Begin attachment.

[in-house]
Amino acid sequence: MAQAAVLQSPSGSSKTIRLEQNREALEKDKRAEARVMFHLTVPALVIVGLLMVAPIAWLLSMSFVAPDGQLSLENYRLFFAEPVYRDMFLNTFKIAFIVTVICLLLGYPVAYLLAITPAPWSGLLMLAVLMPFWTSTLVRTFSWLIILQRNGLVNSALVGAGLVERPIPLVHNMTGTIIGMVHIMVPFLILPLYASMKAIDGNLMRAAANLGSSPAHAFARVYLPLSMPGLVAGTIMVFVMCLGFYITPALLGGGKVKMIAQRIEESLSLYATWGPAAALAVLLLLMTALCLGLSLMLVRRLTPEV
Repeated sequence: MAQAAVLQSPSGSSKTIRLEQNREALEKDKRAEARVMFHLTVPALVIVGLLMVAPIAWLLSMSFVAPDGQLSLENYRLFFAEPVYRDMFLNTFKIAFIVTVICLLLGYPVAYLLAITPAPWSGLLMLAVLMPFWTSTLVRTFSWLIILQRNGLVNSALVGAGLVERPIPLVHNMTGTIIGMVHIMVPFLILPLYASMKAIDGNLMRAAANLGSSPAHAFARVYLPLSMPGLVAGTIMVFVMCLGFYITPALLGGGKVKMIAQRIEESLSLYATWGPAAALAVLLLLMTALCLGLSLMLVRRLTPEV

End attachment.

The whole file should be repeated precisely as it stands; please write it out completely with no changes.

[in-house]
Amino acid sequence: MAQAAVLQSPSGSSKTIRLEQNREALEKDKRAEARVMFHLTVPALVIVGLLMVAPIAWLLSMSFVAPDGQLSLENYRLFFAEPVYRDMFLNTFKIAFIVTVICLLLGYPVAYLLAITPAPWSGLLMLAVLMPFWTSTLVRTFSWLIILQRNGLVNSALVGAGLVERPIPLVHNMTGTIIGMVHIMVPFLILPLYASMKAIDGNLMRAAANLGSSPAHAFARVYLPLSMPGLVAGTIMVFVMCLGFYITPALLGGGKVKMIAQRIEESLSLYATWGPAAALAVLLLLMTALCLGLSLMLVRRLTPEV
Repeated sequence: MAQAAVLQSPSGSSKTIRLEQNREALEKDKRAEARVMFHLTVPALVIVGLLMVAPIAWLLSMSFVAPDGQLSLENYRLFFAEPVYRDMFLNTFKIAFIVTVICLLLGYPVAYLLAITPAPWSGLLMLAVLMPFWTSTLVRTFSWLIILQRNGLVNSALVGAGLVERPIPLVHNMTGTIIGMVHIMVPFLILPLYASMKAIDGNLMRAAANLGSSPAHAFARVYLPLSMPGLVAGTIMVFVMCLGFYITPALLGGGKVKMIAQRIEESLSLYATWGPAAALAVLLLLMTALCLGLSLMLVRRLTPEV